While a weekend’s stay is certainly no long-term test, I can safely conclude that the 2013 Ford Fusion is an excellent Accord alternative.
BY Andrew Stoy | autoweek.com
What is it?
The safe car. The quirky Swede. Volvo has been synonymous with tweed-jacketed professors and suburban yuppies alike throughout its 85-year history. More recently, though, the Swedish automaker has undergone a style renaissance, breaking out of its boxy, stodgy mold with sleek, fashionable designs such as the C30 (a.k.a. Edward Cullen’s car in Twilight), the XC60 crossover and our test subject, the redesigned S60 sedan.
In vibrant red, our S60 R-Design blends just enough traditional Volvoness to please the brand faithful with sleek, sporty lines that force those more familiar with BMW and Mercedes-Benz designs to do a double take. The overall look is one of reserved enthusiasm. It’s the kind of car that would relish being flung around a racetrack if it didn’t have to take you to the dentist with two kids safely strapped in the back.
What’s it like to live with?
If you’ve never spent time in a Swedish car, be prepared for perhaps the best seats in the automotive world. Supple and accommodating yet firm enough to prevent aches, the Volvo S60’s buckets continue the trend. The driving position is nearly perfect for this six-foot-one reviewer, and a thick steering wheel combined with a dash and instruments angled toward the driver help inspire a sense of sporting luxury. The rear seats are also well bolstered and comfortable for adult passengers, but child booster seats tend to rock a bit thanks to the sculpting. Likewise, expect little feet to be able to kick the back of your seat without much trouble; the S60 is comfortable for four passengers but it’s by no means a large car. That also includes the average-size trunk.
But the S60 is a sports sedan, and some sins will be forgiven when the accelerator is pressed. Volvo’s outstanding turbocharged six-cylinder engine sends ample power to all four wheels, rocketing the S60 away in a rush that should surprise owners of “properly pedigreed” sports sedans from Germany costing thousands more. The brakes are equally up to the task, pulling the Volvo to a halt with good pedal feel, but the steering suffers somewhat from the heavy inline engine mounted sideways over the front axle. All-wheel drive helps, but when whipping the S60 into a parking spot, its nose-heaviness is noticeable.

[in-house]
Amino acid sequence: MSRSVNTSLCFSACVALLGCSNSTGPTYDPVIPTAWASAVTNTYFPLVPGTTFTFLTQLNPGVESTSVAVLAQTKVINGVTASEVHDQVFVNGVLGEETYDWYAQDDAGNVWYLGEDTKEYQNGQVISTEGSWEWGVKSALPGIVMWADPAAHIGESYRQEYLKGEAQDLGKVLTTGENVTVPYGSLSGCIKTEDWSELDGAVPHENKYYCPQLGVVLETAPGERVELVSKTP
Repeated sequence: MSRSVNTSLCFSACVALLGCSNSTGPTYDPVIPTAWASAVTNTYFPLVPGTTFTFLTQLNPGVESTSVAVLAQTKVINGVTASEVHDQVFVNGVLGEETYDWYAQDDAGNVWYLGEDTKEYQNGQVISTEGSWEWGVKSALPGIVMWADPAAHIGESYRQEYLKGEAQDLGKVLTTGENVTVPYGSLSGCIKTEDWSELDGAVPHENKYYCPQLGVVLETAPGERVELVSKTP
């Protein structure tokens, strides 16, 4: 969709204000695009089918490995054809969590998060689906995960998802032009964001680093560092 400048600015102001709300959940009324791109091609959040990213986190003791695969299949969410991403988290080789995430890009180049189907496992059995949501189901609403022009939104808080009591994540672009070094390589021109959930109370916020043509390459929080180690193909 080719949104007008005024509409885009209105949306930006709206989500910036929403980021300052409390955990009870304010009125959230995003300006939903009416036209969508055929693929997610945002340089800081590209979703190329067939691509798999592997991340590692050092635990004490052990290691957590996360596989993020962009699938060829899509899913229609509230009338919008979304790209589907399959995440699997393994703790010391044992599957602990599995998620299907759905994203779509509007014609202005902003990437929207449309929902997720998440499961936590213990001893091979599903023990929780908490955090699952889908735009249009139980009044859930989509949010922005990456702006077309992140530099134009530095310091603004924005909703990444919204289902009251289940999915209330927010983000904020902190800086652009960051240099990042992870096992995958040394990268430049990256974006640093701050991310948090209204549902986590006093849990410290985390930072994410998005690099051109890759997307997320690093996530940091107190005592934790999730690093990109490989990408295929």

With great power comes meager fuel economy, especially when all-wheel drive is thrown into the mix. Considering its weight and acceleration, the Volvo’s EPA rating of 18 mpg city/26 mpg highway (21 mpg combined) isn’t terrible, but its desire for premium fuel should also be taken into account when budgeting.
Who should consider this car?
Volvo goes to great lengths to appeal to upper-middle-class families, offering luxury and Scandinavian style while touting the brand’s history of leading-edge safety for the whole brood. The S60 R-Design would be equally at home at a Sonic, complete with tray hanging off the window, as it would valet-parked at a posh downtown restaurant.
But the S60 isn’t just about impressing the neighbors with your sensibility. It’s also a hoot to drive, and if your commute involves some tight curves and long straightaways after making the day-care drop-off, this Volvo sedan delivers the goods. That applies to those of us in the Snow Belt, too: Thanks to available all-wheel drive, present on our test car, a set of snow tires turns the S60 into an unflappable winter sled.
Finally, if you’re a die-hard Swedish car fan, Volvo is now your de facto brand. With the demise of Saab late last year, Volvo is the last Scandinavian car company standing.
What similar cars should I consider?
Obvious competitors for our Volvo S60 R-Design include the Audi A4, the BMW 3-series, the Mercedes-Benz C-class and the Cadillac CTS. As with the Volvo, it’s easy to option any of those models up from their reasonable base prices into the mid-$40,000 range, so much of your decision will be based upon whether a dealer has the package you’re seeking and which car appeals to you most.
It’s worth noting that the S60 and the Audi A4 are front-drive designs with available all-wheel drive. The Mercedes, BMW and Cadillac models are rear-drive cars with available AWD. The RWD designs likely will be more satisfying for hard-core performance drivers, but most folks will never notice the difference.
What folks will notice is your car: Thanks to appealing styling that’s just different enough to stand out from the crowd, the Volvo S60 R-Design appeals to sports-sedan buyers who don’t want to show up in the same BMW or Lexus as everyone else. As for the outstanding performance, that can be your–and your family’s–little secret.
Vehicle: 2012 Volvo S60 R-Design
Base price: $43,375; As-Tested: $46,875
Engine: 3.0-liter turbocharged inline six-cylinder
Drivetrain: AWD, six-speed automatic
EPA mileage (city/highway/combined): 18/26/21 mpg
Curb weight: 3,835 lb
Horsepower: 325 @ 5,400 rpm
Torque: 354 lb-ft @ 3,000-3,600 rpm
Options: Multimedia package including Volvo premium sound system, rear park-assist camera, navigation system with voice control ($2,700); climate package including heated front seats, headlight washers, heated windshield-washer nozzles, rain sensor, interior air-quality system ($800).
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